Abstract 3645: RAGE Impairs Angiogenesis Consequent to Femoral Artery Ligation in Diabetic Mice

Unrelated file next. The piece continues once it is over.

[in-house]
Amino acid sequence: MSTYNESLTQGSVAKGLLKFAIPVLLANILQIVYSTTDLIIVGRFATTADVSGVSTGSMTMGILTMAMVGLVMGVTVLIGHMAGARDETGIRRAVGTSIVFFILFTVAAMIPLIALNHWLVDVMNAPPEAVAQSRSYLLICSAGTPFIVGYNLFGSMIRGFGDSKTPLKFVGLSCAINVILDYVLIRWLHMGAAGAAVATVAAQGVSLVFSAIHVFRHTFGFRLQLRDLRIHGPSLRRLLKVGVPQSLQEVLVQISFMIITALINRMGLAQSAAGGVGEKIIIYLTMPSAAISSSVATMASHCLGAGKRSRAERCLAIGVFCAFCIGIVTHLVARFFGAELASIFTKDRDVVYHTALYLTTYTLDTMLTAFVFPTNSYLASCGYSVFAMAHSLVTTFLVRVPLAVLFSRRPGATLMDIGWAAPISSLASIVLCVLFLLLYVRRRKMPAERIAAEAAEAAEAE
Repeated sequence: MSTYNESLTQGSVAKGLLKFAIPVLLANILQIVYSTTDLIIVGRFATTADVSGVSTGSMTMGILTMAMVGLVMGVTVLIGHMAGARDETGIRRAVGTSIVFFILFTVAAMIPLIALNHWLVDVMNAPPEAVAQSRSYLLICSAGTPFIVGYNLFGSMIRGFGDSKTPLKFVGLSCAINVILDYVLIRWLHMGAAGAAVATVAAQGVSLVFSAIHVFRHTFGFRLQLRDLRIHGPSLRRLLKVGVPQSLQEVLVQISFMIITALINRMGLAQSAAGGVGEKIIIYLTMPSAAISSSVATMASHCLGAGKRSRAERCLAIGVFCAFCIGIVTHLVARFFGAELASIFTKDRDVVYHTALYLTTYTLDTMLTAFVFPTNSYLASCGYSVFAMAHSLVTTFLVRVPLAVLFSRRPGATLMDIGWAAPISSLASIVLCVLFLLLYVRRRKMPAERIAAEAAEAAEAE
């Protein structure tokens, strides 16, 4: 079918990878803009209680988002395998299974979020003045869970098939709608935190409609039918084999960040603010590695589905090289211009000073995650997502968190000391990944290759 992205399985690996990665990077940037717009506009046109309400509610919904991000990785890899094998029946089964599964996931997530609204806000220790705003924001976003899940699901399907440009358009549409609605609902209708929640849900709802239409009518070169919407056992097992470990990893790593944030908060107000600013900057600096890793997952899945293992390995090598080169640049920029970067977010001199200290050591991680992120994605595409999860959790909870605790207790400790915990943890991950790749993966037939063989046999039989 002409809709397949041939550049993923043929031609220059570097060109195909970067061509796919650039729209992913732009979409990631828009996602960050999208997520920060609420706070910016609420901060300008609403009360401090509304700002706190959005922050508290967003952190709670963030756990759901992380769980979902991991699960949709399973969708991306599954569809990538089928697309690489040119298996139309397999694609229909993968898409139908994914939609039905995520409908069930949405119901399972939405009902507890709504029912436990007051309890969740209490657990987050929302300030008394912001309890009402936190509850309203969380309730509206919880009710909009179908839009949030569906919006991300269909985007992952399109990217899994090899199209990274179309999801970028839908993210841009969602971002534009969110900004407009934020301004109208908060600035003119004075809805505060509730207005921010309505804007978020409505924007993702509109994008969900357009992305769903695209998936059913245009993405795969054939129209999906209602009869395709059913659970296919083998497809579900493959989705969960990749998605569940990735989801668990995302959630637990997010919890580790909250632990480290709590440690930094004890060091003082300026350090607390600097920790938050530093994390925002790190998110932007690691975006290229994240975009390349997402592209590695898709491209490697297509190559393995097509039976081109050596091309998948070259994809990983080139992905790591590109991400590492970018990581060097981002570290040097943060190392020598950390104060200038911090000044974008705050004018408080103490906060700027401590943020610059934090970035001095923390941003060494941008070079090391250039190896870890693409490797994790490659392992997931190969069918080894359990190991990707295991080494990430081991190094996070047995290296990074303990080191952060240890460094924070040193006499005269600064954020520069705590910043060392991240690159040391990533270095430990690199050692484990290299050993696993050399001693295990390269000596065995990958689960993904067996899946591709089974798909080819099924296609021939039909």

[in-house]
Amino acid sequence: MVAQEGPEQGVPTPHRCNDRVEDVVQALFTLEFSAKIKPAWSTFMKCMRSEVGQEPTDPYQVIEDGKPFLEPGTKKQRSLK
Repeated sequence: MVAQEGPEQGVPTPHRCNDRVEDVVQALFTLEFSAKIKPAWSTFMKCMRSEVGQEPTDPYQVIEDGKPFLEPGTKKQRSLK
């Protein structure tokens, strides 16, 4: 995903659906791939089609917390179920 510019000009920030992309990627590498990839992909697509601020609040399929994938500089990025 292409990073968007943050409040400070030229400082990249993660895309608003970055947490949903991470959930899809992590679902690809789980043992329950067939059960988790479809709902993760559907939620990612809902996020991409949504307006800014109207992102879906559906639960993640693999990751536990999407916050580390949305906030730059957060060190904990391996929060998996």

The Receptor for Advanced Glycation Endproducts (RAGE) is implicated in the pathogenesis of diabetic complications. Previous studies illustrated that blockade/genetic deletion of RAGE prevented aberrant neointimal expansion in atherosclerosis and carotid artery balloon injury. Here, we tested the hypothesis that RAGE would contribute to impaired revascularization in the setting of acute femoral artery (FA) ligation, especially in diabetes. Wild type (WT) and RAGE−/−mice were rendered diabetic (D) with streptozotocin (stz); non-diabetic (ND) cohorts were treated with buffer alone. RAGE antigen (Western blotting) was upregulated ≈2.1 fold in the ipsilateral muscle tissue of animals subjected to arterial ligation beginning on day 3 and persisting through 28 days post-operatively; confocal microscopy localized RAGE expression to cells expressing CD31 (EC) and SM actin (SMC). A key proinflammatory RAGE ligand, S100B, was highly upregulated (Western blot) in the ipsilateral muscle tissue from day 1 through 14 after ligation and localized to cells expressing CD45 (inflammatory) and vascular cells (expressing CD31 and SMA). To test the role of RAGE in FA ligation, ND and D mice were subjected to surgery; immediately after surgery, animals received either RAGE ligand-binding decoy soluble RAGE (sRAGE), 200 μg, i/p per day for 7 days) or vehicle, PBS. In D mice, administration of sRAGE resulted in improved blood flow ratios on days 3 and 7 after FA ligation vs. vehicle (p<0.01). To dissect the particular role of RAGE, we tested homozygous RAGE null mice. Both ND and D RAGE−/− mice displayed improved blood flow ratios (laser Doppler) on days 28 after FA ligation compared to ND and D WT mice (p<0.05 & p<0.01). Immunohistochemistry staining with CD31 on ipsilateral muscle tissue demonstrated significantly increased microvessel density in D RAGE−/− mice on days 28 after FA ligation compared to D WT mice (p<0.001). Together, these data link the ligand/RAGE axis to impaired vascular responses consequent to severe tissue ischemia in the peripheral vasculature, particularly in diabetes.